Another 20th century literary giant is Miroslav Krleža (1893-1981), whose dramatic statue soars from the plateau at the entrance to Tuškanac forest. Given the vastness of his literary work that spans all major genres, Krleža’s role in Croatian literature can easily be compared to that of Shakespeare in England. He is also the only Croatian writer whose opus solicited an encyclopaedia of critical research.

Serious as his role sounds, Krleža’s writing doesn’t lack humour – or more correctly, satire. He was known as a keen observer of people’s behaviour, national mentalities and complex histories. Most of all, his sharp-tongued eloquence was directed at human stupidity and oppressive systems that lacked logic. In the English-speaking world, Krleža is best known for his novel The Return of Philip Latinovicz, with which he joined the ranks of the best Central European writers.

Hit Zagreb literary locations
The legacy of Matoš and Ujević, who turned Zagreb cafés into vibrant artistic hubs, remains to this day. The one where it all began around 1830 – Pod starim krovovima – is still one of the top literary destinations in Zagreb. Infused with old-world charm, the café hosts regular poetry and live music events and attracts a large literary audience.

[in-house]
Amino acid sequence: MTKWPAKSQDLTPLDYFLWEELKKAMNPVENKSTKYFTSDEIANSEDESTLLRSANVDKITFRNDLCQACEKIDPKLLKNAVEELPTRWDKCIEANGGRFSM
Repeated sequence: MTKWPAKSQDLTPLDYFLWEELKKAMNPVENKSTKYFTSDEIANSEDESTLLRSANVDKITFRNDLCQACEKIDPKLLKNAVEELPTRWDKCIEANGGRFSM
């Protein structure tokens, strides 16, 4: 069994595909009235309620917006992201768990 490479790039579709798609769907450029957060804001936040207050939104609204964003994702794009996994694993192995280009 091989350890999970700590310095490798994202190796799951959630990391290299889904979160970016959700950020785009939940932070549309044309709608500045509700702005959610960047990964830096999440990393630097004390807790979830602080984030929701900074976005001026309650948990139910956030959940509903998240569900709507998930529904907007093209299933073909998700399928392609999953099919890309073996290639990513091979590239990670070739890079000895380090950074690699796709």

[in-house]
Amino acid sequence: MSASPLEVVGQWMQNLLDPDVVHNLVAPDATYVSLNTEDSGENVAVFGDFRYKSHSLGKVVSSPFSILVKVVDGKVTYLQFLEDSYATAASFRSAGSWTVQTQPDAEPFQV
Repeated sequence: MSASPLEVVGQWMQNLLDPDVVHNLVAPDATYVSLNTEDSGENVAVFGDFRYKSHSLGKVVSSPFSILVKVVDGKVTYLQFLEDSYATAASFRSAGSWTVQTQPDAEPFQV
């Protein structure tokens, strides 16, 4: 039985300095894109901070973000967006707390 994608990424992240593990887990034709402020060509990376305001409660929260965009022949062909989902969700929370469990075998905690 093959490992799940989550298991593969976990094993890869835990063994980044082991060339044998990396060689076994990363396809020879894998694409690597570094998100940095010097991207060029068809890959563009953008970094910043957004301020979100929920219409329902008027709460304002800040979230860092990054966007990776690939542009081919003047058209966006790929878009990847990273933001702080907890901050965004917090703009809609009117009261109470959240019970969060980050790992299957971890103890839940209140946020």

Younger but equally bookish is K&K (Jurišićeva 5), which means knjiga i kava [book and coffee]. This dimly lit, two-storey café is filled with photos of old Zagreb and is a perfect hideaway from the bustle of Zagreb’s main streets. Locals often call it Milčec, after writer Zvonimir Milčec who opened and ran it for decades before he passed away.

Two of the most recent literary haunts are Booksa (Martićeva 14d) and U Dvorištu (courtyard of Žerjavićeva 7). Both have a great programme of events, including readings, workshops and creative writing courses. And unlike their older cousins, where one would go to drink and chat, these “new kids on the block” also foster a working environment. If you don’t have a coffee mate, simply take your book or lap-top along and enjoy their artsy space.

Aside from soaking up the literary buzz in cafés, you can also explore memorial centres dedicated to two Zagreb writers. Opposite the statue of Miroslav Krleža, there are steps leading up to Villa Rein (Krležin Gvozd 23) – a house where he lived for the last 30 years of his life. This is now the Miroslav Krleža Memorial Space (open Tue 11:00 – 17:00), a small museum where you can get a glimpse into his more private life which he shared with actress Bela Krleža.